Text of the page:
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Turkey's president: Banker's New York trial is US conspiracy

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NEW YORK (AP) — Turkish President Recep Tayyip Erdogan said Tuesday that the New York trial of a Turkish banker is a U.S. conspiracy being staged to "blackmail" and "blemish" his country.

His comments in Ankara, Turkey, came as the trial of Halkbank executive Mehmet Hakan Atilla continued in its second week, with Turkish-Iranian gold trader Reza Zarrab describing criminal activities he was forced to divulge after he pleaded guilty to seven charges in October and became a government cooperator.

Zarrab's testimony likely will win him leniency against charges that otherwise could carry a prison term of up to 130 years.

Erdogan said the trial was a ploy to distract Turkey while Washington hatches plans to strengthen Syrian Kurdish groups Turkey considers to be "terrorists."

"Turkey has no plans against the United States, but it is clear that the U.S. has plans against us," Erdogan said.

Acting U.S. Attorney Joon H. Kim has called claims the prosecution is driven by Turkish politics "ridiculous on their face."

"Frankly, it displays a fundamental misunderstanding of how our justice system works," he said. "The defendants are charged with serious crimes. ... That's why the case is being brought, and that's the only reason. Beyond that, I'll let the evidence speak for itself."

Atilla's defense team has said he is "not corrupt."

U.S. authorities arrested Zarrab in March 2016 when he entered the United States with his wife, his daughter and four other people for a trip to Disney World. Zarrab was charged in a conspiracy to help Iran ignore U.S. economic sanctions and flood financial institutions with a billion dollars of oil revenue.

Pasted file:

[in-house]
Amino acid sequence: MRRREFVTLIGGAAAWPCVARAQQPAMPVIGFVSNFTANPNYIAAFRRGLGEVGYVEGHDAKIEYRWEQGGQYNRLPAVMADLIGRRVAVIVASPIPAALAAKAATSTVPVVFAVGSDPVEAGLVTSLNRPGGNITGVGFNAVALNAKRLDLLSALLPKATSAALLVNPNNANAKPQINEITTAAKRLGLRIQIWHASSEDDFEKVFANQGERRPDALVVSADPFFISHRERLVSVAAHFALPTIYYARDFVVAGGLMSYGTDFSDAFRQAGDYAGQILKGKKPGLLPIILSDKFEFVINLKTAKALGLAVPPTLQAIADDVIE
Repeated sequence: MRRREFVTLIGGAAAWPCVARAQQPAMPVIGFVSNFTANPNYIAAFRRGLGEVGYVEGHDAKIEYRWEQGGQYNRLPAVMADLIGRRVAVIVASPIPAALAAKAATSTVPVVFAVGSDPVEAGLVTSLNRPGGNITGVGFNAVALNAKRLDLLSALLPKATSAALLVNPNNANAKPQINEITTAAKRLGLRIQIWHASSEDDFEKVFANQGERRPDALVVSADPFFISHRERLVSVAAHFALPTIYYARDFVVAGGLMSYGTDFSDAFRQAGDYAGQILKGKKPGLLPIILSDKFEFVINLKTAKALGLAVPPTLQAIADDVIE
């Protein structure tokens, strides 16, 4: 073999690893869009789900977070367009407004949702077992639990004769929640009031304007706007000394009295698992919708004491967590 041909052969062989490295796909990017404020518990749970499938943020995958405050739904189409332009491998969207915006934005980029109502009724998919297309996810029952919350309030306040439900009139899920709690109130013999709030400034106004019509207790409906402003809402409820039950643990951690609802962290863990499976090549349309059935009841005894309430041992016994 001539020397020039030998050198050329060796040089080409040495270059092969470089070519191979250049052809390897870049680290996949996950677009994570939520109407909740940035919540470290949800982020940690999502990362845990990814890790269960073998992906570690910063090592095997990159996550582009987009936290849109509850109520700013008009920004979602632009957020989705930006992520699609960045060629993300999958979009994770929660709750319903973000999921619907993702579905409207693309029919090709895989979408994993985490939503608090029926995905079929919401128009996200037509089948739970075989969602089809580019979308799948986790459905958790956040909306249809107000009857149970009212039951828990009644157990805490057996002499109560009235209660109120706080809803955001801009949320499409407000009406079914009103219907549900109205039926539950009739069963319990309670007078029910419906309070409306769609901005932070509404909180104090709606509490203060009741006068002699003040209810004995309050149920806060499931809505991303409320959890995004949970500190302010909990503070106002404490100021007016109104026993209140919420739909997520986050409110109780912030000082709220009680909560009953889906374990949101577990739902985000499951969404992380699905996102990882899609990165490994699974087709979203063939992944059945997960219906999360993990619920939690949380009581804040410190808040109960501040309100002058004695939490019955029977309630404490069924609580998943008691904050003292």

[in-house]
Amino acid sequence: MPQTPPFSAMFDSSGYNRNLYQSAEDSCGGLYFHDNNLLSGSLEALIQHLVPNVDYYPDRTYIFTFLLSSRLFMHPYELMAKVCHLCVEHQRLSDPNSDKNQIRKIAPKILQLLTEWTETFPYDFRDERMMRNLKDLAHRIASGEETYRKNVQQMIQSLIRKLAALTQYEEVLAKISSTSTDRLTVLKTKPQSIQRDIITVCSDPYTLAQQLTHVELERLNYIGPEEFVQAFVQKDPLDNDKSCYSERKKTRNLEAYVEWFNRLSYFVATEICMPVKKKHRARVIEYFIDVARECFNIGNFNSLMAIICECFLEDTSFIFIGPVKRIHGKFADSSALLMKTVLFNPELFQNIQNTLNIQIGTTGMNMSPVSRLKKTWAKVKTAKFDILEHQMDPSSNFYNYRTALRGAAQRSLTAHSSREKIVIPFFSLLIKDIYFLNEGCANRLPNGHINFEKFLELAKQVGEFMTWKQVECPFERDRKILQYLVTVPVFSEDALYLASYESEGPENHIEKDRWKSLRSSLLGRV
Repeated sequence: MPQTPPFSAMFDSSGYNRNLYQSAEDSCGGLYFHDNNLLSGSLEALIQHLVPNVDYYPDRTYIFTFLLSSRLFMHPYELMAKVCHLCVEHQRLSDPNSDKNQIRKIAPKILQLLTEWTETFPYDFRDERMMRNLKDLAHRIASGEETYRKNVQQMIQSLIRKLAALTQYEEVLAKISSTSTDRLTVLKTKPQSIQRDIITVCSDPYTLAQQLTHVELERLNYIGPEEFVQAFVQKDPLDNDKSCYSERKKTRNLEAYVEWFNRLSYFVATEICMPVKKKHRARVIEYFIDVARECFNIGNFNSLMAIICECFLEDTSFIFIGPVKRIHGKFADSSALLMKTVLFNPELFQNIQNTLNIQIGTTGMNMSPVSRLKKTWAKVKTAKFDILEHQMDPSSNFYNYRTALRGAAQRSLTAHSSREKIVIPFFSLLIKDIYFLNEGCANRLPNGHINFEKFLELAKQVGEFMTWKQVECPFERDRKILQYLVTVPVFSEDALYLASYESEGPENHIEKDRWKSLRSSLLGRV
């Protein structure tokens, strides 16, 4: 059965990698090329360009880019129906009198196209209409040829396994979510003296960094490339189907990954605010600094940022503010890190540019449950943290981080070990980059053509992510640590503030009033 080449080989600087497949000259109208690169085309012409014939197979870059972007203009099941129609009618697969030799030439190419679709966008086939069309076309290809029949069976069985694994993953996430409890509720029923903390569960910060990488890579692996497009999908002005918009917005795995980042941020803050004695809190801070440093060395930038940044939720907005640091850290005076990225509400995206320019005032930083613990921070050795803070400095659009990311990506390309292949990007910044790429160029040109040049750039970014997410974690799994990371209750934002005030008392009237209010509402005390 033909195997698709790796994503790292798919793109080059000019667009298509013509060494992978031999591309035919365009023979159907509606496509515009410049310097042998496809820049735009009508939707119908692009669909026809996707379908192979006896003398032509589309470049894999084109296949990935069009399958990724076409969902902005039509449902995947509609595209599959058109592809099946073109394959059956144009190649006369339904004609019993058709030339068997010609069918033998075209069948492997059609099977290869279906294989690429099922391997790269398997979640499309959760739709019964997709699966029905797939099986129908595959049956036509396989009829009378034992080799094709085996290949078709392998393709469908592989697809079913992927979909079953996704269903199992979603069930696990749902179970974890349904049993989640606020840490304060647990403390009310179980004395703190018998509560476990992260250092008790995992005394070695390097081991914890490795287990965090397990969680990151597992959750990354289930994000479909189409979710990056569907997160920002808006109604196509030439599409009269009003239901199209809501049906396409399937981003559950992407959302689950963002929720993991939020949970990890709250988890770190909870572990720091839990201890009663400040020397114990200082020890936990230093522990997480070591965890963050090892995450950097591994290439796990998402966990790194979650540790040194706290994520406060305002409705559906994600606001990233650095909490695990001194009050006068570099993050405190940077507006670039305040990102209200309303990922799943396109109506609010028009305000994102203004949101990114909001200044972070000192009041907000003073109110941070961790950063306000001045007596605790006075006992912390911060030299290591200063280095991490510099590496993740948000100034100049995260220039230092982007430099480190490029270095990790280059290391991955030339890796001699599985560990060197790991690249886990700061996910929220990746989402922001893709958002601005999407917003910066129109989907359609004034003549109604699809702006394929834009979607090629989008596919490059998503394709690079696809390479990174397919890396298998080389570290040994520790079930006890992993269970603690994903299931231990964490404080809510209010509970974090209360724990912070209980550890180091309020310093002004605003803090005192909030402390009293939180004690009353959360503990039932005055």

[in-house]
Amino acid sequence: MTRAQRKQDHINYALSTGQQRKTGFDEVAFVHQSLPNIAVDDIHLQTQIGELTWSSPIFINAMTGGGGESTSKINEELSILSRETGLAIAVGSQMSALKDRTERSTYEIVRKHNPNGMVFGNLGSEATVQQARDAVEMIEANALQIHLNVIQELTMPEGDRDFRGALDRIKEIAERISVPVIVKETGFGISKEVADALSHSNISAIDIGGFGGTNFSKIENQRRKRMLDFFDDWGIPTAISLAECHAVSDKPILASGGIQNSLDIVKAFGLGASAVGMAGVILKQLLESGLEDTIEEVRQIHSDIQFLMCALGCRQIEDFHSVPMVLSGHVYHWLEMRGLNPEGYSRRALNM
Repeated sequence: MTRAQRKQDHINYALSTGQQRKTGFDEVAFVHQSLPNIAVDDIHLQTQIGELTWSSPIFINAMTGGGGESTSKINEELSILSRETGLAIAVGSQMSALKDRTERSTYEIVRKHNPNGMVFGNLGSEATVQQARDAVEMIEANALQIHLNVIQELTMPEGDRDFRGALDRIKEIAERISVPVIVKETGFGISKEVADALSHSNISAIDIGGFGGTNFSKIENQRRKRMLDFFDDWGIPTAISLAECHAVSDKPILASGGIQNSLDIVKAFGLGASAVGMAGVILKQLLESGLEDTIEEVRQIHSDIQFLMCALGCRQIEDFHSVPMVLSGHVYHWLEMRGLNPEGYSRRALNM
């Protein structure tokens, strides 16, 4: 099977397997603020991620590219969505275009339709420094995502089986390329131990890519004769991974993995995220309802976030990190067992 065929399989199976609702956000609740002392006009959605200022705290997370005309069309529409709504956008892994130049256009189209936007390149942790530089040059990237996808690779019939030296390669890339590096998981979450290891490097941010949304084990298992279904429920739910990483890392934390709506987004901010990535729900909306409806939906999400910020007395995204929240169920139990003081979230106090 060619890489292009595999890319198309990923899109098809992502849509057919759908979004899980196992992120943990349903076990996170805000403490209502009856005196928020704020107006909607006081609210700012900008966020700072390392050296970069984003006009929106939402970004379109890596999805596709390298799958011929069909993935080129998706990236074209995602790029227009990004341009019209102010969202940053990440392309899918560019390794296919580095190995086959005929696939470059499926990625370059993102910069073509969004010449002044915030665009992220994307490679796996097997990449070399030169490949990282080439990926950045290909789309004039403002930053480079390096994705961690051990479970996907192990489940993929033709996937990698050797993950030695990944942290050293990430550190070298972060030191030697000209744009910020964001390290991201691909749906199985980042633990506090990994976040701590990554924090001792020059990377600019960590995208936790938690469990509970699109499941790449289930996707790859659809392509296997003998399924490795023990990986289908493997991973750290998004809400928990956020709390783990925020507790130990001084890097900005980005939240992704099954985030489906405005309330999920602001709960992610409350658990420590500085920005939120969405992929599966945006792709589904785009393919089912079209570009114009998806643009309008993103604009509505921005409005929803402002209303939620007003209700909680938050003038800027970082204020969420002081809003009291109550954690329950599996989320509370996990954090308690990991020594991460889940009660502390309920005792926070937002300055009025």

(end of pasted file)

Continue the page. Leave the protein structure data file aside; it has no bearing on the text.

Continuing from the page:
In Zarrab's fifth day on the witness stand, he was subjected to cross-examination from attorney Cathy Fleming, who elicited confessions from Zarrab about his proclivity to use bribes to get what he wants, even after he was jailed in the United States.

Zarrab testified that he never paid Atilla a bribe and that Atilla never asked him for money.

In a plea agreement entered as evidence in the trial, Zarrab admitted conspiring to bribe a guard at the Metropolitan Correctional Center to smuggle him alcohol and cellphones, which he used to call his relatives and a Turkish lawyer.

He said he paid the guard $45,000 to provide those items, along with some cold medicine that wasn't sold at the commissary. And he admitted smoking synthetic marijuana in the lockup, which is next to Manhattan's federal courthouses.

According to the plea agreement, Zarrab also paid bribes to foreign officials and corporate representatives between 2002 and March 2016 in return for personal benefits, favorable business dealings and the protection of government officials. He admitted that he understated his revenues on tax returns in Turkey from 2002 to 2016 and procured prostitutes for other people in 2013.

Zarrab estimated that he made from $100 million to $150 million between 2010 and 2016 by carrying out various illegal schemes, including helping Iran dodge U.S. sanctions with hundreds of millions of dollars.

As part of the plea deal, he has agreed to give up any illicit profits. He testified that he might be permitted to be released on bail once the trial is finished.

Turkish authorities have detained 17 people linked to Zarrab in an investigation launched after he cooperated with U.S. authorities.

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